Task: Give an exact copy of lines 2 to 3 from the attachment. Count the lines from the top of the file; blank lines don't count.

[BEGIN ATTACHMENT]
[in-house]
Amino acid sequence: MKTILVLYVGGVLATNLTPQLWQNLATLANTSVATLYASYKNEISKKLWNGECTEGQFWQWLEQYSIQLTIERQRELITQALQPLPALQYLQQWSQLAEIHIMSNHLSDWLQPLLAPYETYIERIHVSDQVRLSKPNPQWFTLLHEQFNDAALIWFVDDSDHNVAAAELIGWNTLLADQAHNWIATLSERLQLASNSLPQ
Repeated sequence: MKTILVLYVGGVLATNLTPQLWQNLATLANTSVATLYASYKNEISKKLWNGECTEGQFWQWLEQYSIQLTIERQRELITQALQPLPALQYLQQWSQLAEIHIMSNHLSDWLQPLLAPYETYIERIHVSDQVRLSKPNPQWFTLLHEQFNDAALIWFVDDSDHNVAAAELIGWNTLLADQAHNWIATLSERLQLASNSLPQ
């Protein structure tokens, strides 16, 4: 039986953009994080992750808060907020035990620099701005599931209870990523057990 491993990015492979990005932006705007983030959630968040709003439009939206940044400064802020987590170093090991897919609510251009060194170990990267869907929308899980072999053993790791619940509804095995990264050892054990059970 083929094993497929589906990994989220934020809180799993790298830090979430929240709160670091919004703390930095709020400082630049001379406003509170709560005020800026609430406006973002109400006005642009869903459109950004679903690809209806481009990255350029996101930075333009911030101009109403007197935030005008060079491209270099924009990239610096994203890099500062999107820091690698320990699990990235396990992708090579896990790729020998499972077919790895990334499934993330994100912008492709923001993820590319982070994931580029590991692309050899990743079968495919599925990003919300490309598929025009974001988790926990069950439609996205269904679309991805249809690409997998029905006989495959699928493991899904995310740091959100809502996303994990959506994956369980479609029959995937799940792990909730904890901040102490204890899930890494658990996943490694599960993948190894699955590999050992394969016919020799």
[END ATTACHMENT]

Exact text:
Amino acid sequence: MKTILVLYVGGVLATNLTPQLWQNLATLANTSVATLYASYKNEISKKLWNGECTEGQFWQWLEQYSIQLTIERQRELITQALQPLPALQYLQQWSQLAEIHIMSNHLSDWLQPLLAPYETYIERIHVSDQVRLSKPNPQWFTLLHEQFNDAALIWFVDDSDHNVAAAELIGWNTLLADQAHNWIATLSERLQLASNSLPQ
Repeated sequence: MKTILVLYVGGVLATNLTPQLWQNLATLANTSVATLYASYKNEISKKLWNGECTEGQFWQWLEQYSIQLTIERQRELITQALQPLPALQYLQQWSQLAEIHIMSNHLSDWLQPLLAPYETYIERIHVSDQVRLSKPNPQWFTLLHEQFNDAALIWFVDDSDHNVAAAELIGWNTLLADQAHNWIATLSERLQLASNSLPQ